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MycoKeys 104 (2024)
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Taxonomy and secondary metabolites of wood-associated fungi
Edited by Nalin Wijayawardene, Samantha Karunarathna, Xin-Lei Fan and Qi-Rui Li

Fungi are ubiquitous and play vital roles in different types of ecosystems worldwide. They act as decomposers, endophytes, mutualists, and pathogens, while other life modes, such as lichenicolous and fungicolous are understudied. Fungi produce different types of secondary metabolites as volatile compounds that could cause adverse impacts on their hosts but are essential for the survival of the fungus. Mycologists are interested in studying these fungi’s diversity, but the diversity is not adequately studied, and the magnitude of the species is still a mystery. Mycologists currently use DNA sequencing to identify and taxonomy of taxa. Furthermore, the classification and linking of different morphs solely rely on DNA sequence-based phylogenetic analyses. Nevertheless, fundamental works such as the taxonomy of the taxa are essential to identify the taxa and establish their generic and species boundaries since the modern species concept, i.e., integrated species concept, relies on polyphasic approaches.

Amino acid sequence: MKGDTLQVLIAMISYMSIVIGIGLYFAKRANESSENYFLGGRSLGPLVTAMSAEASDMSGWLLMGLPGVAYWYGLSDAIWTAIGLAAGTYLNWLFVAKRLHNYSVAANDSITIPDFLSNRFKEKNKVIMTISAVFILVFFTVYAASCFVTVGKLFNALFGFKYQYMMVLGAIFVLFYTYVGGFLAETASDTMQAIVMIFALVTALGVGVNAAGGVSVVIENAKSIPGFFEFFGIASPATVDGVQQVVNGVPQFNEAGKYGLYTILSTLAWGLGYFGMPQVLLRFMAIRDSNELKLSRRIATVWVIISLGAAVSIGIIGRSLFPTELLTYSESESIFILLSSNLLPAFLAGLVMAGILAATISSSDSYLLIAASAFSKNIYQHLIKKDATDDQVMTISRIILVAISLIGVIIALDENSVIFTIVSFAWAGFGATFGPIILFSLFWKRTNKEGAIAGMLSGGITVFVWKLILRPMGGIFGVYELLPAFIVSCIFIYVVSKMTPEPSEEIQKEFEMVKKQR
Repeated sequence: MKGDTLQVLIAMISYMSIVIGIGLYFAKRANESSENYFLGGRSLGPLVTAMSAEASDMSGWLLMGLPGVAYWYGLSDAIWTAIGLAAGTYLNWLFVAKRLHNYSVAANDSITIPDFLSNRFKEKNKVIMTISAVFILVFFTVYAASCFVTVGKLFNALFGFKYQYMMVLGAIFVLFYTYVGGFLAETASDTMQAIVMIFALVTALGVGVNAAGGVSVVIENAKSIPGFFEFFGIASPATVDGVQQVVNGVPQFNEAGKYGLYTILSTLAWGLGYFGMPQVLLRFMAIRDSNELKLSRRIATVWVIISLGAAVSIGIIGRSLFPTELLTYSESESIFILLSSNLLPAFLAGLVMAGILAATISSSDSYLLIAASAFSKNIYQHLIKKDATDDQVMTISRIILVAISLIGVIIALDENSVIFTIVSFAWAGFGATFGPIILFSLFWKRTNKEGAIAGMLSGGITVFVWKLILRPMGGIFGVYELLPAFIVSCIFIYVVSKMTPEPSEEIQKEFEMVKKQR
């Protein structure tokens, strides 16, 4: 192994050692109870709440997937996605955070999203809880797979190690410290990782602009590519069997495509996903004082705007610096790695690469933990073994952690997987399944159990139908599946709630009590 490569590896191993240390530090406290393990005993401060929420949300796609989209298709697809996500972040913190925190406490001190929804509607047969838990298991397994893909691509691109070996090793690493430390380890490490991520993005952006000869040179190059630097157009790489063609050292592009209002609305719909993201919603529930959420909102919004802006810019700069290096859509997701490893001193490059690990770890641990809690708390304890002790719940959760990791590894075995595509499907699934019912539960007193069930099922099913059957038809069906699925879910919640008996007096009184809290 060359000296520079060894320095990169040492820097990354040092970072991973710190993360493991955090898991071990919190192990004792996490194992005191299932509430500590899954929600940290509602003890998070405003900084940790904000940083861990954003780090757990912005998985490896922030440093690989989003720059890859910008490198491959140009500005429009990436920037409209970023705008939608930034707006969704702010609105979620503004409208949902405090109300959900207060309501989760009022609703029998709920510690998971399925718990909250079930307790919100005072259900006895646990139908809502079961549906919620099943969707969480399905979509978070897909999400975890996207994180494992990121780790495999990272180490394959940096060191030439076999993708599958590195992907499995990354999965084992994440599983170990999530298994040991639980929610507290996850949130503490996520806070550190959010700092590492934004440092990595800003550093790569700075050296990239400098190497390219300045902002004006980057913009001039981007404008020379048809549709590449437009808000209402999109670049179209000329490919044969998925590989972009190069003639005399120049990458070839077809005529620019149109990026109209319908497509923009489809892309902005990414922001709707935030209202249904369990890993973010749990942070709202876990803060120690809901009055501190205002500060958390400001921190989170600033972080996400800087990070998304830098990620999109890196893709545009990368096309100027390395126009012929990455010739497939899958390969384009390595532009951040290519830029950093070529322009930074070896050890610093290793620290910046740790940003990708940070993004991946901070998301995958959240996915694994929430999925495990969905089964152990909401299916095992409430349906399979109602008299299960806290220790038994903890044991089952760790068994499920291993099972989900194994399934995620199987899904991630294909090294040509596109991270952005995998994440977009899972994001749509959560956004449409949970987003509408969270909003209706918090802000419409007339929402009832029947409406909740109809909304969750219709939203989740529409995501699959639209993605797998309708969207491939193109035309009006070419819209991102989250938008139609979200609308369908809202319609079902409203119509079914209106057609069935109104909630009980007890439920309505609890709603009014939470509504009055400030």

Fungi inhabiting wood are mainly reported as saprobes and distributed in terrestrial and aquatic environments. These fungi are essential in mineral cycling and decomposing processes and thus play a key role in ecosystems. They produce many enzymes, such as cellulases, xylanases, and ligninases. These enzymes can also be used in different aspects, such as in bioremediation. Fungi, which cause diseases in timber plants, are responsible for the loss of timber quality. White rot fungi are a crucial group that causes losses in pre-harvested and post-harvested timber. However, it is presumed that many fungal species associated with wood substrates are yet to be discovered, especially in under-studied regions in the tropics.

This special issue will focus on the taxonomy, phylogeny, ecology, chemistry, and evolution of fungi inhabiting wood substrates.

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